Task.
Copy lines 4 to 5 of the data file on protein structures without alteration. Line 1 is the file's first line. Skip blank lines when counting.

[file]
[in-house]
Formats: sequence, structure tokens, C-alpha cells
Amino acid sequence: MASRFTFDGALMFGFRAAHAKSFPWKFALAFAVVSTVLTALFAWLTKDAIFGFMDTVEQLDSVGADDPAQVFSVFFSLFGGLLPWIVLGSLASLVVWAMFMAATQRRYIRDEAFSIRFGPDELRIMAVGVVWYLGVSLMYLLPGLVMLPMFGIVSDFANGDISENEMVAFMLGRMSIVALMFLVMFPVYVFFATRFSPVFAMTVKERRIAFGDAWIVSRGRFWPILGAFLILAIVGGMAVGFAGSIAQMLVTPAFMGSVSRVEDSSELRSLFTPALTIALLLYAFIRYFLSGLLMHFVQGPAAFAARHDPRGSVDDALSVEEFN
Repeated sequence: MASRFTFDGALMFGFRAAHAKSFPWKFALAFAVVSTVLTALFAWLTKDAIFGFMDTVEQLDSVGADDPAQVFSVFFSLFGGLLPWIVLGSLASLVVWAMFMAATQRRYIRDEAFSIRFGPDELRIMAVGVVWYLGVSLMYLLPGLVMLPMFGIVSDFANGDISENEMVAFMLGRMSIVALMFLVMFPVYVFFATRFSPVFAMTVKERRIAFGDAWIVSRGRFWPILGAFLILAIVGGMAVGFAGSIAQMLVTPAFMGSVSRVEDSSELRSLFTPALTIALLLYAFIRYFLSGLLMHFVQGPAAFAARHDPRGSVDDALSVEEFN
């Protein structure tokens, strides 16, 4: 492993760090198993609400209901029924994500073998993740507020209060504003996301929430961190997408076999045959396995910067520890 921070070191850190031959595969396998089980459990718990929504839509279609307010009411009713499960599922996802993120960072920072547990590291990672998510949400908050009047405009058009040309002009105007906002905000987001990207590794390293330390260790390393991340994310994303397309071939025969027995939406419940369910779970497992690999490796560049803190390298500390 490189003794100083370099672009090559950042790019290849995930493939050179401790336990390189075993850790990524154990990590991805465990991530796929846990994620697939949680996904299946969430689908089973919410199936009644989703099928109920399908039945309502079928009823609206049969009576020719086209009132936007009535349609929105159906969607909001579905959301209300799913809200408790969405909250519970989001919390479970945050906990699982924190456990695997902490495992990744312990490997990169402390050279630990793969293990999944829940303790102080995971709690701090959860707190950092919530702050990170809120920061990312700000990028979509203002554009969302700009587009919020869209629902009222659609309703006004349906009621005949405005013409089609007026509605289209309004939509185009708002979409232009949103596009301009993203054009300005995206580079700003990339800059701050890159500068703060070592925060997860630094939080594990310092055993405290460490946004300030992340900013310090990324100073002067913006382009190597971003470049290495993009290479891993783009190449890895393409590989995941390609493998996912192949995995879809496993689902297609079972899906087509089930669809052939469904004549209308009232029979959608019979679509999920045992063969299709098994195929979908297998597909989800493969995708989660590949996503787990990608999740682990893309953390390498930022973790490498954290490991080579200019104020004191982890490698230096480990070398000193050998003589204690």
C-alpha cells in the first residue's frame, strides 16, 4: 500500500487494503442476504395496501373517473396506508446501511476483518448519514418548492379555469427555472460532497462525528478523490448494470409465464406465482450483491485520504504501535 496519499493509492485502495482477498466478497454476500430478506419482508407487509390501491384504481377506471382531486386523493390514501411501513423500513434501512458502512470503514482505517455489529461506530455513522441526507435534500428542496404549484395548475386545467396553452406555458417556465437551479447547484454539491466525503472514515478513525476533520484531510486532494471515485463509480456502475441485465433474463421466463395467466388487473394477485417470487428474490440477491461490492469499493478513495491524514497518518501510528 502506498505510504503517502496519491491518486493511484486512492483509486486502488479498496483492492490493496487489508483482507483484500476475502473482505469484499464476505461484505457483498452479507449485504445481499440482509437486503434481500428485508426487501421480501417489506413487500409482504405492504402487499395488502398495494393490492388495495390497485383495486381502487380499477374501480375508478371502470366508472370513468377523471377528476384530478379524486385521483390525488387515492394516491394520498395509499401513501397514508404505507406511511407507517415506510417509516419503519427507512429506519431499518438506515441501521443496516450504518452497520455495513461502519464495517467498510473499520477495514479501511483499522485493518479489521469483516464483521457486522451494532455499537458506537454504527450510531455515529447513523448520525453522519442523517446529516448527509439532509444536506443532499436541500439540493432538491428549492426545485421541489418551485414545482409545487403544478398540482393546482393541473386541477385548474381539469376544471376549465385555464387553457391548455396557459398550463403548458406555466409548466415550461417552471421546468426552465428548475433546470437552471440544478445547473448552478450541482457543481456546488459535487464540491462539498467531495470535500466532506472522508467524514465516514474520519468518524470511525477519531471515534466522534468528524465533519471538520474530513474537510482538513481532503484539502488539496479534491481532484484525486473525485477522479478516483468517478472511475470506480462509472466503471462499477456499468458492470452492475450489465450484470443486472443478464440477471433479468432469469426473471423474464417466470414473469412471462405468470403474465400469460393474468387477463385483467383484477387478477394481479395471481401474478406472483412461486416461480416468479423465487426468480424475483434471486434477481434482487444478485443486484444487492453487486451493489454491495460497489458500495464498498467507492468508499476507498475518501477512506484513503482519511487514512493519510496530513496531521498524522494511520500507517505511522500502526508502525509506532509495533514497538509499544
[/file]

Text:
Repeated sequence: MASRFTFDGALMFGFRAAHAKSFPWKFALAFAVVSTVLTALFAWLTKDAIFGFMDTVEQLDSVGADDPAQVFSVFFSLFGGLLPWIVLGSLASLVVWAMFMAATQRRYIRDEAFSIRFGPDELRIMAVGVVWYLGVSLMYLLPGLVMLPMFGIVSDFANGDISENEMVAFMLGRMSIVALMFLVMFPVYVFFATRFSPVFAMTVKERRIAFGDAWIVSRGRFWPILGAFLILAIVGGMAVGFAGSIAQMLVTPAFMGSVSRVEDSSELRSLFTPALTIALLLYAFIRYFLSGLLMHFVQGPAAFAARHDPRGSVDDALSVEEFN
């Protein structure tokens, strides 16, 4: 492993760090198993609400209901029924994500073998993740507020209060504003996301929430961190997408076999045959396995910067520890 921070070191850190031959595969396998089980459990718990929504839509279609307010009411009713499960599922996802993120960072920072547990590291990672998510949400908050009047405009058009040309002009105007906002905000987001990207590794390293330390260790390393991340994310994303397309071939025969027995939406419940369910779970497992690999490796560049803190390298500390 490189003794100083370099672009090559950042790019290849995930493939050179401790336990390189075993850790990524154990990590991805465990991530796929846990994620697939949680996904299946969430689908089973919410199936009644989703099928109920399908039945309502079928009823609206049969009576020719086209009132936007009535349609929105159906969607909001579905959301209300799913809200408790969405909250519970989001919390479970945050906990699982924190456990695997902490495992990744312990490997990169402390050279630990793969293990999944829940303790102080995971709690701090959860707190950092919530702050990170809120920061990312700000990028979509203002554009969302700009587009919020869209629902009222659609309703006004349906009621005949405005013409089609007026509605289209309004939509185009708002979409232009949103596009301009993203054009300005995206580079700003990339800059701050890159500068703060070592925060997860630094939080594990310092055993405290460490946004300030992340900013310090990324100073002067913006382009190597971003470049290495993009290479891993783009190449890895393409590989995941390609493998996912192949995995879809496993689902297609079972899906087509089930669809052939469904004549209308009232029979959608019979679509999920045992063969299709098994195929979908297998597909989800493969995708989660590949996503787990990608999740682990893309953390390498930022973790490498954290490991080579200019104020004191982890490698230096480990070398000193050998003589204690």